Kyoto has to be one of my favourite places in Japan. It's calm lifestyle along with fantastic sites and restaurants make it a dream…Surrounded by mountains on all sides it is really quite a pretty place.


My favourite sushi restaurant in Kyoto…And cheap too…

Sushi Restaurant

Getting Around

Kyoto is a very big place and you need to have some sort of transportation in mind before you set out to do anything. Though flat the distances can be a bit deceptive on maps.

Street Scene

A bike is a realistic option if you do not mind fighting crowds, otherwise the subway works very well but only offers service to specific, central areas.

Expensive Footwear

Areas of Kyoto


Gion is the fabled area of the Geisha. Wandering around do not be surprised to be confronted with geisha or, more often, trainee geisha (maiko).


This old area of town remains largely untouched by development though, as such, has some startling contrasts between the old and new.


Things to See



Seriously. There are LOTS of temples in Kyoto and you can spend many, many days visiting them and never see them all. A good place to start would be to go on the Philosopher's Walk which starts from near Gion to the north-east part of the city (far away, unfortunately, from any subway station).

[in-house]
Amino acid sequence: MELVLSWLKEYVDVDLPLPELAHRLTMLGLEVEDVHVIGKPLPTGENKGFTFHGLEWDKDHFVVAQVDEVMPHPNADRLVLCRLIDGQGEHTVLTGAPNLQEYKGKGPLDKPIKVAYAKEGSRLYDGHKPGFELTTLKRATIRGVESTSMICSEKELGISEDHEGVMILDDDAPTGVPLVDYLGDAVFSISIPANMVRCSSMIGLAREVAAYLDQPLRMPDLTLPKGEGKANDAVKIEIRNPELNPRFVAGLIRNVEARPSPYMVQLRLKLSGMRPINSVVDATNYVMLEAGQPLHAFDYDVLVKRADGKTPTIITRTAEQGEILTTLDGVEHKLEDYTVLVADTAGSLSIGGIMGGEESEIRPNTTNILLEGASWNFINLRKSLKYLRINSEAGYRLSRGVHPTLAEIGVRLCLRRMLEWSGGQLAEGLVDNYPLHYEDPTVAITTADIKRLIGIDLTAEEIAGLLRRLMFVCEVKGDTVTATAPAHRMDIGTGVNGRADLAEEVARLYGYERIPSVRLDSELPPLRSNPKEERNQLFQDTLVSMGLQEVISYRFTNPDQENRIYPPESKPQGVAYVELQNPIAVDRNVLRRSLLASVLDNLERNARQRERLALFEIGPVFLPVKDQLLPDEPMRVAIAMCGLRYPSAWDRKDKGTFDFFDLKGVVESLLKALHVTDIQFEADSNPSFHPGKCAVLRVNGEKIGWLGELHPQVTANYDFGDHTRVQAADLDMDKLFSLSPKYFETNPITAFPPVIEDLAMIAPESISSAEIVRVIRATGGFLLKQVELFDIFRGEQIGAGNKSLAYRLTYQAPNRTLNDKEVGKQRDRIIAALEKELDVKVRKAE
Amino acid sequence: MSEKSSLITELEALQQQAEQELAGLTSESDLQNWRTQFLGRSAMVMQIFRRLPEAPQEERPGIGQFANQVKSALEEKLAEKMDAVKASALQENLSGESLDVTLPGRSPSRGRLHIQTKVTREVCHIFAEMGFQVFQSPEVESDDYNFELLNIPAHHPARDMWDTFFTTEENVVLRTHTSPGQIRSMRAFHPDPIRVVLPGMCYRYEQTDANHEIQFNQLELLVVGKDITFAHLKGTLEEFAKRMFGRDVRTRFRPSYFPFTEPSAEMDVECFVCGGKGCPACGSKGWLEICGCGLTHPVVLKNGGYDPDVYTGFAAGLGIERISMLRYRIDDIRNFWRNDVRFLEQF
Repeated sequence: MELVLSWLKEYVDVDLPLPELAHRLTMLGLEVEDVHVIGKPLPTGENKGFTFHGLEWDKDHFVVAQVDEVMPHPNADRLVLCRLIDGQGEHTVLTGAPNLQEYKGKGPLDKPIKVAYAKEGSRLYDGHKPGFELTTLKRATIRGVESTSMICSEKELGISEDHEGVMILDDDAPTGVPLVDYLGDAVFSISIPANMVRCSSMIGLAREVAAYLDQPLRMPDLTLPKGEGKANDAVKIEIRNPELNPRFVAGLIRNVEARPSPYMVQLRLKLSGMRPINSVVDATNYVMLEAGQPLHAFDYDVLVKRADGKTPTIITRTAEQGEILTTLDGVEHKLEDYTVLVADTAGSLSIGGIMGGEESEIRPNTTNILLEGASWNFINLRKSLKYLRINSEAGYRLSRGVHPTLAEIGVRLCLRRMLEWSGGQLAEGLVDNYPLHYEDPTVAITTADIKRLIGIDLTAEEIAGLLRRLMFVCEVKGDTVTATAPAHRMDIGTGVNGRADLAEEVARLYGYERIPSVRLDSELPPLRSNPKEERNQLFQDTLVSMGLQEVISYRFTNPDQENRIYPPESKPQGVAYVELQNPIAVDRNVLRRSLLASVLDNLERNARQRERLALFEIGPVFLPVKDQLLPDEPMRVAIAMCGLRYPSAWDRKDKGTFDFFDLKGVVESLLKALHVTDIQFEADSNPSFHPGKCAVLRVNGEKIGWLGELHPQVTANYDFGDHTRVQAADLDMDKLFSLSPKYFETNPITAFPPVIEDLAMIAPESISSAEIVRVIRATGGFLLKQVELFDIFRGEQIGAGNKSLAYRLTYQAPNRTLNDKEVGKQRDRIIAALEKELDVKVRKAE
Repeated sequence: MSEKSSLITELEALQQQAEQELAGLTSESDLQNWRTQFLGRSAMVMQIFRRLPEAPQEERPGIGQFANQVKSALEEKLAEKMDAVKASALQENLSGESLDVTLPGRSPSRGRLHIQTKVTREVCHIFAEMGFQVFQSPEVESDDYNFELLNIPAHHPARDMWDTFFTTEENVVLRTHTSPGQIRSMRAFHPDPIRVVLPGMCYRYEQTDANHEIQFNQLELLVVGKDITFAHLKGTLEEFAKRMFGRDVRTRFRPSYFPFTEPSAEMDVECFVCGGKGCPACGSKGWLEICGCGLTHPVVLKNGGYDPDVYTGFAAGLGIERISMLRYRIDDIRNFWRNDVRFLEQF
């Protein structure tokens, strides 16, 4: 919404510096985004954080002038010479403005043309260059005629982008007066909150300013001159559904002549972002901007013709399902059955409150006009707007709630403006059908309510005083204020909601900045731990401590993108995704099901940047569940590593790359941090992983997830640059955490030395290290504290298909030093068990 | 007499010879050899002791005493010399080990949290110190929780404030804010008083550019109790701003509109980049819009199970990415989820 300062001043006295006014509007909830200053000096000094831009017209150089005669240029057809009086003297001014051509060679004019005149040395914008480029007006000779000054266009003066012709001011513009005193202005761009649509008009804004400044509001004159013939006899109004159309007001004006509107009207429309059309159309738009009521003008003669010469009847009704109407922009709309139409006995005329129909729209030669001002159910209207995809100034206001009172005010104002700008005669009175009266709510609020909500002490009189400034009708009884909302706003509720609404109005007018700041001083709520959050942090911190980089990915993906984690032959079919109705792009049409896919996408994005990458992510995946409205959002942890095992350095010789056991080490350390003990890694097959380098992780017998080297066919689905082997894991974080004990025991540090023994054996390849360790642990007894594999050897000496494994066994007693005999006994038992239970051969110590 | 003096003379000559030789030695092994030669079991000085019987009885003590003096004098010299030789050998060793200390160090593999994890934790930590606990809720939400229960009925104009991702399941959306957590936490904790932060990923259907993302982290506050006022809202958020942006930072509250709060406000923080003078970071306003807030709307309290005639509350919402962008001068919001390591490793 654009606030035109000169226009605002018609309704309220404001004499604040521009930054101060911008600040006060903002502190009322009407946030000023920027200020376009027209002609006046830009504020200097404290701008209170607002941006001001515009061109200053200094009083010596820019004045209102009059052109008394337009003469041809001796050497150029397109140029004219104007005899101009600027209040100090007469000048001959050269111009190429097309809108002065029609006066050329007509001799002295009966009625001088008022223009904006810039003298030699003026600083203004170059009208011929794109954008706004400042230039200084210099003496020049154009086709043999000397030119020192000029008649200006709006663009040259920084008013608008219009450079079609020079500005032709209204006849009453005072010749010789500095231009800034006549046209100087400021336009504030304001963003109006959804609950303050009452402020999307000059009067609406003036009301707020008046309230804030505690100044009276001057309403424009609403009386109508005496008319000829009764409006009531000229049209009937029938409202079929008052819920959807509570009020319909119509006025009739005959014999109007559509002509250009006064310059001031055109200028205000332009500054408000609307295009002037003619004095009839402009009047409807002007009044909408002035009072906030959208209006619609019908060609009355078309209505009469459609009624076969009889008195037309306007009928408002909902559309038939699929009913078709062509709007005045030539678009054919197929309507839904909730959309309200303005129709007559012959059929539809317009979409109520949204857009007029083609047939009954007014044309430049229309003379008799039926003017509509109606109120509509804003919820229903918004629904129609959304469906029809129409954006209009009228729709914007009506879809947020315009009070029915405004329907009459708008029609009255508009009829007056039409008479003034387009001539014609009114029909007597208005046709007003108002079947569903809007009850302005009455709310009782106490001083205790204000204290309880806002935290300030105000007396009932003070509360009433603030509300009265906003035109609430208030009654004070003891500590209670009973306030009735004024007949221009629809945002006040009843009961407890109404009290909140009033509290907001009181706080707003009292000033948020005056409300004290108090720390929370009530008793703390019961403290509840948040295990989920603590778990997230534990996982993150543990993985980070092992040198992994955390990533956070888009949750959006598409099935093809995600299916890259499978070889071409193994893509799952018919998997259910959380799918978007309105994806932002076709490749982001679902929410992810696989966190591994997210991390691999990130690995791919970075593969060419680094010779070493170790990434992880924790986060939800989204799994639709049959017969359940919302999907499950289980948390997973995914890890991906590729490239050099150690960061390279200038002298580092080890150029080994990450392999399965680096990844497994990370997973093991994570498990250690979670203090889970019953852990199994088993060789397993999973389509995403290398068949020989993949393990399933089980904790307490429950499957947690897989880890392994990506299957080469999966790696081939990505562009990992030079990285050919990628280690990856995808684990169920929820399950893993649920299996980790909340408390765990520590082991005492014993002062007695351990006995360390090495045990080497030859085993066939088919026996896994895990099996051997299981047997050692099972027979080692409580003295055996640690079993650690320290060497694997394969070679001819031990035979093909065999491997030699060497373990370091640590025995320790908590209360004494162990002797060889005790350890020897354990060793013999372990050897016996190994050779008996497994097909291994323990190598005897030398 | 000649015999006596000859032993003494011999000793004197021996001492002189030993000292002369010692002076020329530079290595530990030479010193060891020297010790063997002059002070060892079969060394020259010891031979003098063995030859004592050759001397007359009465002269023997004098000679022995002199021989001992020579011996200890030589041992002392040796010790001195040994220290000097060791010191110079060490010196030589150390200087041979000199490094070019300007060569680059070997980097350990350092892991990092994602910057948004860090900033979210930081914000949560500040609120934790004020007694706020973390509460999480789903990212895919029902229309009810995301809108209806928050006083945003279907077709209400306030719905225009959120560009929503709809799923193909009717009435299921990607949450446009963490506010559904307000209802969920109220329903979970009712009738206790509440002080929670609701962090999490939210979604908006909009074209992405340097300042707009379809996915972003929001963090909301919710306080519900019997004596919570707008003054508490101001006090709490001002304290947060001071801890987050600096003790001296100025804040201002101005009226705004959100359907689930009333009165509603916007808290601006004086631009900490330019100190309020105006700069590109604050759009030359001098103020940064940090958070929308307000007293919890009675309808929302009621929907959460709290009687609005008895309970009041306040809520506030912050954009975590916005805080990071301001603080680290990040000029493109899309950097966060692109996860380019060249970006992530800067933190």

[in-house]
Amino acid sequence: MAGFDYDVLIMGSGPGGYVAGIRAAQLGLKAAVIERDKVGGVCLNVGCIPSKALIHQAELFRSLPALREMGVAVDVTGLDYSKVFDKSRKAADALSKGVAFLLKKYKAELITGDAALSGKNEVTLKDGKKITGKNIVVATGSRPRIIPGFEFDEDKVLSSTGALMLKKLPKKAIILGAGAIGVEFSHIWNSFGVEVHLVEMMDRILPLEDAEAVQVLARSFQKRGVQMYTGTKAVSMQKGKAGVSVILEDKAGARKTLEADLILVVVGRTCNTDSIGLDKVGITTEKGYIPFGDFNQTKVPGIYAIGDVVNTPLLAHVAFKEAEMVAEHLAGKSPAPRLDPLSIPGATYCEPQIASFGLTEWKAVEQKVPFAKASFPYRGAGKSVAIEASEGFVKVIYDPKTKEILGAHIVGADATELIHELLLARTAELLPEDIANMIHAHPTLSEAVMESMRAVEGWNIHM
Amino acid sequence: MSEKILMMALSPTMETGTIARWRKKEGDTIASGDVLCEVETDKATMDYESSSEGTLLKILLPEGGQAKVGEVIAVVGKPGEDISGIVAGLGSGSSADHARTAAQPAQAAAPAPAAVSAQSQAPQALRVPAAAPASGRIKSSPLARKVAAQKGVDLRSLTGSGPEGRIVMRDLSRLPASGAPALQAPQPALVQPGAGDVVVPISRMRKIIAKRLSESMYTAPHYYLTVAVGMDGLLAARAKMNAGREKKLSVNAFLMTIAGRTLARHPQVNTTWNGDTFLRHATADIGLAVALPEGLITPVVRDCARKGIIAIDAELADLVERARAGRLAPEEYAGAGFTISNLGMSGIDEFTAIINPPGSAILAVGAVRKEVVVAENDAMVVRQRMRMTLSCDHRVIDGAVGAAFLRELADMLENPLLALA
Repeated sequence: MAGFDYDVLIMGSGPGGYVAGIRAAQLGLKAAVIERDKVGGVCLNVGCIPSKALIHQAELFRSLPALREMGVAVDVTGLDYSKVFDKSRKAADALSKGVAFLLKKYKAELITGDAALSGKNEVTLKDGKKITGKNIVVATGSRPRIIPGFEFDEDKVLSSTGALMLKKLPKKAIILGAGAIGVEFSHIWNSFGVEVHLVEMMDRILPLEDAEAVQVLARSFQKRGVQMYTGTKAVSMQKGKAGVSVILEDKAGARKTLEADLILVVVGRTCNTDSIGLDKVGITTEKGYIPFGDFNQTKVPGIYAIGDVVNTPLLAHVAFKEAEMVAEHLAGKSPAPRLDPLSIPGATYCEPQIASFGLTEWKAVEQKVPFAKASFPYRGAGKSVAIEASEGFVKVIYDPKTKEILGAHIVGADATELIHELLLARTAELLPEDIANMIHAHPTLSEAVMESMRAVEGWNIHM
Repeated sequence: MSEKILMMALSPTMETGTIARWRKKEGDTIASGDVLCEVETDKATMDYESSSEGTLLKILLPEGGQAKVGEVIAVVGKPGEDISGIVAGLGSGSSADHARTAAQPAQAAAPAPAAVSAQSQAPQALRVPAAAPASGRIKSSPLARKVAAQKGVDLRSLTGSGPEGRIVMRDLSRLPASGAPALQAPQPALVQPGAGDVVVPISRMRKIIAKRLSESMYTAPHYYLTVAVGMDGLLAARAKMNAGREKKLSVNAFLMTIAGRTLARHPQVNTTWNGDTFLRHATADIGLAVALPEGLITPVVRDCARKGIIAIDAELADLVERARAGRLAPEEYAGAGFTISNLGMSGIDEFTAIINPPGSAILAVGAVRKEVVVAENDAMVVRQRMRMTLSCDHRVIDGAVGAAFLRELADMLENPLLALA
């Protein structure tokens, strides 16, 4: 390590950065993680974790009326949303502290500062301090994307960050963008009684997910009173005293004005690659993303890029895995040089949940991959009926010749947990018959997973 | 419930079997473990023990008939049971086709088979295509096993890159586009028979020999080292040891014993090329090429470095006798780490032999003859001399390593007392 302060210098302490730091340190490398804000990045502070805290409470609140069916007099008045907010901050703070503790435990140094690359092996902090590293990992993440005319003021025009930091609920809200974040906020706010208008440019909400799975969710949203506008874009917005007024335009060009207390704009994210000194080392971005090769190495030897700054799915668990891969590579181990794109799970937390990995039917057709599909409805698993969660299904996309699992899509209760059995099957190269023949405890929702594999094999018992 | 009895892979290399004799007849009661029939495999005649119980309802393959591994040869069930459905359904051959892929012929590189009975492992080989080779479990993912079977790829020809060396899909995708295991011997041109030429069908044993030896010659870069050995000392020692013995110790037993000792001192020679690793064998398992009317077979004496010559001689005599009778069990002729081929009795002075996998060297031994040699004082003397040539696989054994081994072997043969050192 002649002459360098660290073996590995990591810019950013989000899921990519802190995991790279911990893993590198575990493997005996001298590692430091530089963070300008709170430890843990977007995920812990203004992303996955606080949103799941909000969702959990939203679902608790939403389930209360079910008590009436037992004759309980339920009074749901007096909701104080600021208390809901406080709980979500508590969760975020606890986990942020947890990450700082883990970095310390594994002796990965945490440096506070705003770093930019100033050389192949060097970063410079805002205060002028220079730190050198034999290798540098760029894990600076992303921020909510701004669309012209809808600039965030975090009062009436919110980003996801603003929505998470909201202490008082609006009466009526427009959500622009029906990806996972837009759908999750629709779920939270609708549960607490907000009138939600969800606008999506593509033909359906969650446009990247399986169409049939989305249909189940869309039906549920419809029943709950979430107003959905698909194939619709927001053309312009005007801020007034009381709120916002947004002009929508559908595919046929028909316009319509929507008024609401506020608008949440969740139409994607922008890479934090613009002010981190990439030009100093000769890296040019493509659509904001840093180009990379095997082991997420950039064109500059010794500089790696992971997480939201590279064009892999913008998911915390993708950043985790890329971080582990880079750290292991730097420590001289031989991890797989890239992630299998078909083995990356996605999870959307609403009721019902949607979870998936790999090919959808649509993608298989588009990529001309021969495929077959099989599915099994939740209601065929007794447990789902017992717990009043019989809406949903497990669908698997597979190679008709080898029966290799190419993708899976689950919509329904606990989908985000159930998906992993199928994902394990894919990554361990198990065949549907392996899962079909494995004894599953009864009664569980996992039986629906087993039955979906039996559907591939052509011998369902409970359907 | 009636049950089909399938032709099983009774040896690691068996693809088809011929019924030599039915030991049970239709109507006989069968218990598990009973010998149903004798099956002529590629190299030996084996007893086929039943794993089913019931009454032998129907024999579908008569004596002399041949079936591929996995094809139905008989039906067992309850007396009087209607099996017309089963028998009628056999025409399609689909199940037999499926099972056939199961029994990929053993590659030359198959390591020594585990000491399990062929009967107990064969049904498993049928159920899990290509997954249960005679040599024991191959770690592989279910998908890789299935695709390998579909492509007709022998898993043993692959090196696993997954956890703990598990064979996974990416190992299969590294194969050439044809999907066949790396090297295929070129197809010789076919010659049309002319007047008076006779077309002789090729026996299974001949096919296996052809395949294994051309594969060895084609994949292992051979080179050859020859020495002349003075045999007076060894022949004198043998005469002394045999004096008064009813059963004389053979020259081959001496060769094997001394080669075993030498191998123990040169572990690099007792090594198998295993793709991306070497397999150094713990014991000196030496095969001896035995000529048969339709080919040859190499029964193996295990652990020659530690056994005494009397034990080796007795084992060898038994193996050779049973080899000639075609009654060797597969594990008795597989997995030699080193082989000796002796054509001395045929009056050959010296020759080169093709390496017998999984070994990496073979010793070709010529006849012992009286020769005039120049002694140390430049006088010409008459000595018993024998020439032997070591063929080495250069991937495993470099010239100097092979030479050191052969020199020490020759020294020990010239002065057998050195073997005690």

The Toji temple is probably one of the more famous temples (but difficult to get to) with it's fantastic pagoda (which you cannot, unfortunately, climb up into). There are also a large number of smaller temples all around the area that are also worth a look.

Toji Temple

Some more images


Imperial Palace

Imperial Palace Garden

The Imperial Palace can be difficult to get into. You need to apply for tickets in advance either via the web site or in person at the “Kyoto Office of the Imperial Household” building located directly to the west of the palace itself (just off of Karasuma-Dori). You may be required to show a passport when applying for tickets.

Imperial Palace Garden (Gonaitei)

The tour (which is free and are held every hour (Monday to Friday only) – with only two tours a day in English) begins with a short video presentation after which you are guided around a small area of the grounds. You are not allowed in any buildings but can take as many pictures as you like.

Imperial Palace

The park surrounding the Palace is worth a visit in it's own right as it is a refreshing break from the city all around.

Nishijin Textile Centre

Well, it was a bit of a let-down since they do not actually show you the silk worm silk removal process nor the actual spinning of cloth but it did have an interesting fashion show (held every hour or show) and the shop was really fantastic – Oh, do not miss the textile display on the top floor.

Fashion Show at Nishijin

See their official site at (English).

Further Information

For further information, please see: